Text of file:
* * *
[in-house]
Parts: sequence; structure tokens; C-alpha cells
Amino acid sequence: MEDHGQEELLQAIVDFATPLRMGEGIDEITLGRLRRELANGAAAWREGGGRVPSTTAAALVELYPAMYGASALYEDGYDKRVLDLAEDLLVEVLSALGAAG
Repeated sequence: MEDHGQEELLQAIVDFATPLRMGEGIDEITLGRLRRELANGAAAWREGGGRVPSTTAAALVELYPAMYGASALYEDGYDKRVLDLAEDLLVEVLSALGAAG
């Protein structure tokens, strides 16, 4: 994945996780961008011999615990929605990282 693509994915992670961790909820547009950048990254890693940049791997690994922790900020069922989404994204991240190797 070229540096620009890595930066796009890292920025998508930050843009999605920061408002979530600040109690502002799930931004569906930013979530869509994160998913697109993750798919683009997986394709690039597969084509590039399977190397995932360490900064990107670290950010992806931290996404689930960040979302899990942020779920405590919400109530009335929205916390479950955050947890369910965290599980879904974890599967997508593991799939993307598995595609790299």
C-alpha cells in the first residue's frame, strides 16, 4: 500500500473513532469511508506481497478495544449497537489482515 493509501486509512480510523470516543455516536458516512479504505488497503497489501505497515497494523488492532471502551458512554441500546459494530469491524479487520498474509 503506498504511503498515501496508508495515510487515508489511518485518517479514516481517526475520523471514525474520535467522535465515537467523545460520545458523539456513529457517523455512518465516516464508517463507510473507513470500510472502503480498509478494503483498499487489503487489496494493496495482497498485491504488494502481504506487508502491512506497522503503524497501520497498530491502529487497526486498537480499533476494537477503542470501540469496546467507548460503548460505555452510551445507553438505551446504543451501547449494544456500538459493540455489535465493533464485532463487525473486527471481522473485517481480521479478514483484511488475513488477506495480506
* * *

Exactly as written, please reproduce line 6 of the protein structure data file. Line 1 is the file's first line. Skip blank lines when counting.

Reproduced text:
C-alpha cells in the first residue's frame, strides 16, 4: 500500500473513532469511508506481497478495544449497537489482515 493509501486509512480510523470516543455516536458516512479504505488497503497489501505497515497494523488492532471502551458512554441500546459494530469491524479487520498474509 503506498504511503498515501496508508495515510487515508489511518485518517479514516481517526475520523471514525474520535467522535465515537467523545460520545458523539456513529457517523455512518465516516464508517463507510473507513470500510472502503480498509478494503483498499487489503487489496494493496495482497498485491504488494502481504506487508502491512506497522503503524497501520497498530491502529487497526486498537480499533476494537477503542470501540469496546467507548460503548460505555452510551445507553438505551446504543451501547449494544456500538459493540455489535465493533464485532463487525473486527471481522473485517481480521479478514483484511488475513488477506495480506